For our market, this Chinese brand has planned five Funky Cat trim levels ('300', '300 Pro', '400Pro', '400 Pro+' and 'GT'), with the top three variants using a gutsier 63kWh battery. At the time of this test in early Summer 2023 though, GWM Ora was still only offering the initial 'Launch Edition' 48kWh model, which is what we tried, introduced at around £32,000 and, as we'll shortly see, loaded with equipment. Sales are via the www.gwmora.co.uk website, via selected dealers or via the Ora brand outlets in shopping centres that the company plans. As for equipment, well tick off Adaptive Cruise Control, LED Headlights and 18-inch alloy wheels. Inside, the centre screen gets 'Apple CarPlay' and 'Android Auto' smartphone-mirroring, plus there's wireless 'phone charging and electrically-powered operation for the leatherette-upholstered front seats, along with a reversing camera and a 360-degree surround view camera system. You can also select from a whole range of different wheels and four main colours - green, black, red and grey, each with the option of a contrasting roof. There's lots of advanced driver assistance features too, thanks to 12 ultrasonic radar sensors and a whole array of exterior cameras, whose informational feedback is processed by an ultra-modern Qualcomm snapdragon chip that enables level 2.5 autonomous driving. Autonomous parking capability is also provided. The safety situation is encouraging as well. Standard equipment on the 'First Edition' model includes Blind spot detection, Traffic jam assist and Lane keep assist with a Lane centring function. And it seems that this car is also fundamentally safe. In recent EURO NCAP tests, the Funky Cat scored a maximum 5 stars overall, with an 83% score for adult occupant protection, 83% for child occupants and, for vulnerable road users, an 74% score.
The Funky Cat charges with Type 2, 6.6kW single-phase AC and 11kW three-phase AC charging and comes equipped with a CCS socket as standard. The maximum charge speed - just 64kW - is distinctly on the modest side though; most rivals - an MG4 for instance, can charge at 100kW or more. With the 48kWh version, 7.4kW home charging will take users around 5 hours 24 minutes based on a 15%-80% charge status. This time is cut drastically when moving up to 11kW three-phase supply charging (the sort of thing you might have at your office), which takes 3 hours 12 minutes. Public DC rapid charging will take 42 minutes (from 15-80%). You can of course set charging times via the centre screen or the provided 'GWM Ora' app. We gave you the 193 mile EV range figure in our Driving section. If that's not enough, then wait for the forthcoming bigger-battery versions. There will be a 58kWh model offering 209 miles and 63kWh battery making possible up to 263 miles. It's all very different world from the feeble 145 mile figure of a MINI Electric. The Funky Cat will be backed by a 5-year vehicle, unlimited mileage warranty, with cover on the battery for 8-years or 100,000 miles. Service intervals are in-line with best-in-class competitors, scheduled every 2 years or 18,000 miles, whichever comes first. Insurance is group 21E.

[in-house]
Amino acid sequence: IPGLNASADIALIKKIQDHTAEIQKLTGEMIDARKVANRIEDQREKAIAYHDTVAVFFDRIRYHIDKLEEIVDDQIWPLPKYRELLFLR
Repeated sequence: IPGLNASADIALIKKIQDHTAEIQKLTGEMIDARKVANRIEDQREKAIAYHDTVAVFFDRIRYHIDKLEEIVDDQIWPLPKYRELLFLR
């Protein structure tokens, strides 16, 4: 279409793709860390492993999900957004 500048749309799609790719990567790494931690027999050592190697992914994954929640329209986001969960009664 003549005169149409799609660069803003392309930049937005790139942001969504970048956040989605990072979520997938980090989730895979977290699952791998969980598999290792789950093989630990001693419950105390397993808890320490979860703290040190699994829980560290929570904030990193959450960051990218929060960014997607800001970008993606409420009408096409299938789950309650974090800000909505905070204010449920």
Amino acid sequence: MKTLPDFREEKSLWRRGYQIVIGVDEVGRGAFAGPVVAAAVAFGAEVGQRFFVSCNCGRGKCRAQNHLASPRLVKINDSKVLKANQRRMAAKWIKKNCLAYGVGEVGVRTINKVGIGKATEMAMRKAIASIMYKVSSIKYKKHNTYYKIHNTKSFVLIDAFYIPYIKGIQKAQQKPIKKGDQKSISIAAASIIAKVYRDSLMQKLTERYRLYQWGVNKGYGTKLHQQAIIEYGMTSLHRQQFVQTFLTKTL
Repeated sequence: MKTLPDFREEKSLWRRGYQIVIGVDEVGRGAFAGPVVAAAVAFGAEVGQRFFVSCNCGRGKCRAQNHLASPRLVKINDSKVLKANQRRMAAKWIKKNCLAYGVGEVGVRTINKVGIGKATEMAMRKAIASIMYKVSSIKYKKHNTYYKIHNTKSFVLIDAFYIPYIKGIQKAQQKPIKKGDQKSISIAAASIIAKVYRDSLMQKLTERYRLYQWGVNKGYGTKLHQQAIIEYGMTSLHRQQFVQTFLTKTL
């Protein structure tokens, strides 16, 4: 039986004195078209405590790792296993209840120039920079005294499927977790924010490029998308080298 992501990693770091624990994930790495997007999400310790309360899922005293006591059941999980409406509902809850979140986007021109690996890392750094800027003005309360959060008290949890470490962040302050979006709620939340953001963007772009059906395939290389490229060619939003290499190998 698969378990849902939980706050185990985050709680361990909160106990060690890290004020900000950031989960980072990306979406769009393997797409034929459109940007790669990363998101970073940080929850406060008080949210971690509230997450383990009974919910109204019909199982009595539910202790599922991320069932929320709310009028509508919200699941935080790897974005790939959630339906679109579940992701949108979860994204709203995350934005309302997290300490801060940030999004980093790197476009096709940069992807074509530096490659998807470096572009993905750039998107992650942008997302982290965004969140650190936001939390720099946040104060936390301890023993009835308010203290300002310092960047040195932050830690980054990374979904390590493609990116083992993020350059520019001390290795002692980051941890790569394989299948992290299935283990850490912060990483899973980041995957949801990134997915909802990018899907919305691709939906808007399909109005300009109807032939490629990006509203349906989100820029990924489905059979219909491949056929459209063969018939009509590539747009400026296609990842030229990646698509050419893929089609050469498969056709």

If you can get over the name, there's a lot to like here. Provided you don't mind trying something different and you happen to dig the retro-futuristic styling. If you've looked at fashionista small EVs like the MINI Electric, the Honda e and the Mazda MX-30 and, understandably, been put off by cramped interiors and pathetic driving range figures, then the Funky Cat could well be your car. It's priced well, doesn't feel too cheap, has a bit of character, gives you a decent distance between charges, offers a proper back seat and comes with a long warranty. If you were to add in a few posher aesthetic touches, give this car a more sensible name and stick on premium German badging, the press would probably be raving about it. As it is though, for most, this will remain in the short term, a strange Oriental confection. For the future though, make no mistake: the Chinese are coming.